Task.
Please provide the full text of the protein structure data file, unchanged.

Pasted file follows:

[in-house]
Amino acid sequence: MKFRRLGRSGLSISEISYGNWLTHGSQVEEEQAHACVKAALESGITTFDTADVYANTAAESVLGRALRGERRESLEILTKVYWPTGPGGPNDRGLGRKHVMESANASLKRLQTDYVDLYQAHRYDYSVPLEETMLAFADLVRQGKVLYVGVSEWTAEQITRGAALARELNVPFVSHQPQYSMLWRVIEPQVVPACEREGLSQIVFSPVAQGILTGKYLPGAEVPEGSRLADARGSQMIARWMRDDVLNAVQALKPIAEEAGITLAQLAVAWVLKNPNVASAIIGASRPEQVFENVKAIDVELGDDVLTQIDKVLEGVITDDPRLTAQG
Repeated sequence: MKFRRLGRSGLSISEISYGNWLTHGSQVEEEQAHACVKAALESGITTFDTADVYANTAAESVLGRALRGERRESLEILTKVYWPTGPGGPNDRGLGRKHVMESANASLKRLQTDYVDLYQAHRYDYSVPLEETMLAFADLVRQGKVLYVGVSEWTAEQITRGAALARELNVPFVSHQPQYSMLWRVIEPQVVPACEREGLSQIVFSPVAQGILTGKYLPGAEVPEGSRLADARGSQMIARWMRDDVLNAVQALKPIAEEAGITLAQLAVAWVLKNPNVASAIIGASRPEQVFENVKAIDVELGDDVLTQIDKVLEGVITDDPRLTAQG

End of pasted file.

[in-house]
Amino acid sequence: MKFRRLGRSGLSISEISYGNWLTHGSQVEEEQAHACVKAALESGITTFDTADVYANTAAESVLGRALRGERRESLEILTKVYWPTGPGGPNDRGLGRKHVMESANASLKRLQTDYVDLYQAHRYDYSVPLEETMLAFADLVRQGKVLYVGVSEWTAEQITRGAALARELNVPFVSHQPQYSMLWRVIEPQVVPACEREGLSQIVFSPVAQGILTGKYLPGAEVPEGSRLADARGSQMIARWMRDDVLNAVQALKPIAEEAGITLAQLAVAWVLKNPNVASAIIGASRPEQVFENVKAIDVELGDDVLTQIDKVLEGVITDDPRLTAQG
Repeated sequence: MKFRRLGRSGLSISEISYGNWLTHGSQVEEEQAHACVKAALESGITTFDTADVYANTAAESVLGRALRGERRESLEILTKVYWPTGPGGPNDRGLGRKHVMESANASLKRLQTDYVDLYQAHRYDYSVPLEETMLAFADLVRQGKVLYVGVSEWTAEQITRGAALARELNVPFVSHQPQYSMLWRVIEPQVVPACEREGLSQIVFSPVAQGILTGKYLPGAEVPEGSRLADARGSQMIARWMRDDVLNAVQALKPIAEEAGITLAQLAVAWVLKNPNVASAIIGASRPEQVFENVKAIDVELGDDVLTQIDKVLEGVITDDPRLTAQG